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updated: 1/5/2011 10:20 AM

Curtain rises on 'Quake' at North Central College

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  • The comedy "Quake" opens tonight at North Central College in Naperville and continues through the weekend.

    The comedy "Quake" opens tonight at North Central College in Naperville and continues through the weekend.
    Courtesy North Central College

By Jennifer Wheeler

Kati Riess is leaving her fingerprints all over this weekend's production of "Quake" at North Central College in Naperville.

Riess not only is playing the lead role of Lucy in the comedy, but also is helping out behind the scenes by creating costumes for the entire cast.

The Naperville woman initially planned on working solely in the wardrobe department. She says she enjoys helping set the mood for shows and picked out costumes in previous plays that Director Deborah Palmes produced.

But then she auditioned for the show, too. How hard could it be, she thought, to juggle both jobs?

A little tougher, it turns out, than she thought.

Riess, a junior theater major, says she's constantly on the move, either memorizing her lines and blocking formations on stage or hemming pants and fixing zippers off it.

"It's an enormous task, even if you didn't have the leading role in the play," Palmes said of the costume responsibilities. Add the role as Lucy to the mix and "it's more of an intense experience."

All of her hard work will come together when the curtain rises on "Quake" at 7:30 p.m. Thursday. The show continues at the same time through Saturday, Jan. 8, and at 2 p.m. Sunday, Jan. 9, at Meiley-Swallow Hall, 31 S. Ellsworth St., Naperville.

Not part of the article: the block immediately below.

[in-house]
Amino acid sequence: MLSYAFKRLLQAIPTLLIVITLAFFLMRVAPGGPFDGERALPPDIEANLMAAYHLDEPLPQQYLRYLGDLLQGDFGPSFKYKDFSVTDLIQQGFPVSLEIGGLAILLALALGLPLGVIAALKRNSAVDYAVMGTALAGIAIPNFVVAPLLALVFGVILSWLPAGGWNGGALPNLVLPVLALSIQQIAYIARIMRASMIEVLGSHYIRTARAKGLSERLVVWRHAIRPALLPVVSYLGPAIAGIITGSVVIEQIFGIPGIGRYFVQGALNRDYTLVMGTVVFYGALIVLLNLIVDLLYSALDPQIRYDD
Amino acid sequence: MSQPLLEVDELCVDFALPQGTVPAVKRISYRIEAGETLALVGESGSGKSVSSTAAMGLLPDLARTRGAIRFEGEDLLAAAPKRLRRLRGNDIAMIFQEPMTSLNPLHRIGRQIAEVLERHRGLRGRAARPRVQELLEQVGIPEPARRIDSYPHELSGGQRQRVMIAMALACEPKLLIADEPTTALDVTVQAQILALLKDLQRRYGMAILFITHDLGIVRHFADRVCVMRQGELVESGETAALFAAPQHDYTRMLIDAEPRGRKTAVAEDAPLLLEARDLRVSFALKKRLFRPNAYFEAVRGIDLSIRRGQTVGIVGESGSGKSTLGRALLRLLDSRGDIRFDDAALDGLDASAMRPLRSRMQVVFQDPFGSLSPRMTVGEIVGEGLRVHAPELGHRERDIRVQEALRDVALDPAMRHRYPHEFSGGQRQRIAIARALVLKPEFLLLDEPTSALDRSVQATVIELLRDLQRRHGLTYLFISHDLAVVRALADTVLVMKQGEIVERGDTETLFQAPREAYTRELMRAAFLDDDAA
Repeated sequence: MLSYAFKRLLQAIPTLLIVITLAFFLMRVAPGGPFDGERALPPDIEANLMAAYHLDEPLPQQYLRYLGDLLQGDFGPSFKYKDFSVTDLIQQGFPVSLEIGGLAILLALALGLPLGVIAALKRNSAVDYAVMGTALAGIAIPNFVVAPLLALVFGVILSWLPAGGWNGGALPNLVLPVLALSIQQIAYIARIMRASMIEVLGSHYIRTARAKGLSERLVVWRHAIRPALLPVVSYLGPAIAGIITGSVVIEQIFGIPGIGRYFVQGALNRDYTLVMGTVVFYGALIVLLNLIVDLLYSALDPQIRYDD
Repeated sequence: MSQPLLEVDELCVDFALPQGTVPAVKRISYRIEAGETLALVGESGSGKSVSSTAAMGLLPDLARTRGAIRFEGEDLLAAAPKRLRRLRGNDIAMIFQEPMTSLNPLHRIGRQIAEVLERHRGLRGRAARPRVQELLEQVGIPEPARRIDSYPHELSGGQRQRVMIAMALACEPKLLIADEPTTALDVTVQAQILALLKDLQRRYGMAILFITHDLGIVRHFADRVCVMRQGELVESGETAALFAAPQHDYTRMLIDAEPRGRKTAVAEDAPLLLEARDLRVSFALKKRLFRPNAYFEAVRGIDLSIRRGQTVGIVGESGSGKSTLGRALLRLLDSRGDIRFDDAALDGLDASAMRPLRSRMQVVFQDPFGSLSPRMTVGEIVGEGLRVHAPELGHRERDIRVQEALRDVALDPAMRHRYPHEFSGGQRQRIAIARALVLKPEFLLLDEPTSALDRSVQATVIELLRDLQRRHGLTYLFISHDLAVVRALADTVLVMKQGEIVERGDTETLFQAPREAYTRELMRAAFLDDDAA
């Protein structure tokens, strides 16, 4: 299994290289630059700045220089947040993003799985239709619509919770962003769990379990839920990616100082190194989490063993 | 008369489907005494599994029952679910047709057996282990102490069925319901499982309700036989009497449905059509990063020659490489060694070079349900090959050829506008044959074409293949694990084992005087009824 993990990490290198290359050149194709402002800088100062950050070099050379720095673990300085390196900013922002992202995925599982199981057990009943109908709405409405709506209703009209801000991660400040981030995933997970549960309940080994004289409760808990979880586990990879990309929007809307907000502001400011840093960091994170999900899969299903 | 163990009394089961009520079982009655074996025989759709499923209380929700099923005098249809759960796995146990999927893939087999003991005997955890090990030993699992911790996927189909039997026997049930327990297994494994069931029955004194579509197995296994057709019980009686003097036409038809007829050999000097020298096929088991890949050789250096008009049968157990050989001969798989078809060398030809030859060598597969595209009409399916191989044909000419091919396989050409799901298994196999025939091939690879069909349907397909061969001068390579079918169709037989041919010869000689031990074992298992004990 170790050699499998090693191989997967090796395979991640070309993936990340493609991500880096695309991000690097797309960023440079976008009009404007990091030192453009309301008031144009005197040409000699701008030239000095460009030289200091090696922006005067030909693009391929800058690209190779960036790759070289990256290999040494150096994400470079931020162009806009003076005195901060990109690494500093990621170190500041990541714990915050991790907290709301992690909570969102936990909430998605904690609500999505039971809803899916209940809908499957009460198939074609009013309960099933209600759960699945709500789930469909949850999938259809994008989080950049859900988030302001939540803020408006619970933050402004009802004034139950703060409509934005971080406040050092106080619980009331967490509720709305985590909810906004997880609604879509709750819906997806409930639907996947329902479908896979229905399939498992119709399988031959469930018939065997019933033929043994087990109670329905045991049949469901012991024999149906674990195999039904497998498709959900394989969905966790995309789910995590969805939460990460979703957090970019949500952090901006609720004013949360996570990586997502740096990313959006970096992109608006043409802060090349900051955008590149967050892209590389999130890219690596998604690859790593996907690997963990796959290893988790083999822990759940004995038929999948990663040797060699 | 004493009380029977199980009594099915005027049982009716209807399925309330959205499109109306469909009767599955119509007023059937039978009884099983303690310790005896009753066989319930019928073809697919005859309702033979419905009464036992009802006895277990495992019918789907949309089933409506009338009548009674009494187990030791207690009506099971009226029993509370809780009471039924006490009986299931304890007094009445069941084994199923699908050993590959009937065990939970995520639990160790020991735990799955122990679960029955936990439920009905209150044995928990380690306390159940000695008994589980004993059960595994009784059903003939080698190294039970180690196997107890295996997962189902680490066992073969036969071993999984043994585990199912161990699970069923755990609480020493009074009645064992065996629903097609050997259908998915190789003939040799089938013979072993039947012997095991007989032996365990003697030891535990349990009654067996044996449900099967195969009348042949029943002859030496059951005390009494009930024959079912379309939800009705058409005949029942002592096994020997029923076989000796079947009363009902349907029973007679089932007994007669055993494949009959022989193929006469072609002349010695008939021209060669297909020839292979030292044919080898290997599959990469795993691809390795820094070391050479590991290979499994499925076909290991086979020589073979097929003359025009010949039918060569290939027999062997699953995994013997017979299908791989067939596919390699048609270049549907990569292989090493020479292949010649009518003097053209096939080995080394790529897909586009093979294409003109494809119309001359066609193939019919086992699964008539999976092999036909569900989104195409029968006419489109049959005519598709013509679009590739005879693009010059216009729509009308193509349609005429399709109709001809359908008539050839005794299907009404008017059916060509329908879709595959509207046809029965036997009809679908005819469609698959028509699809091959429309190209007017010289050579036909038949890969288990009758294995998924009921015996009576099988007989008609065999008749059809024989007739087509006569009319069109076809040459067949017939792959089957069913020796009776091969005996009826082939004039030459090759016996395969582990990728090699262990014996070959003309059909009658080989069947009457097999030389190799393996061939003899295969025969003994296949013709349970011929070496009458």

The play is about a woman named Lucy who is trying to find the love of her life, but ends up making the same classic dating mistakes that many modern women do.

"It does not have a traditional plot line of boy meets girl and falls in love. It's girl meets boy after boy after boy," Palmes said. "(Lucy's) seeking the love of her life and trying to figure out why it isn't working."

Palmes first heard about the show when a student presented it during a class final project. For some reason, she couldn't get it out of her head. She ended up reading the play from cover to cover and decided she had to put it on.

The entire crew began powering forward after its November casting to make sure the show would go on without a hitch. For three weeks, cast members rehearsed six hours a day, knowing they wouldn't have much time to practice after their winter break.

For Riess, the two-week break made the show all that much more difficult because she had to continue memorizing her lines even when the cast wasn't rehearsing.

"I've been looking over my lines and the blocking in my head," she said. "It's nice costume-wise but, as a character, I like to keep going because the break goes slow."

When the cast finally reunited Jan. 2, it only took a few run-throughs to get back in the groove, Palmes said.

During rehearsals, Riess found herself pulled in two directions -- one involving costumes and the other involving her lines.

All that ends tonight, though, when the curtain finally goes up and Riess can concentrate fully on her last major task: bringing Lucy to life.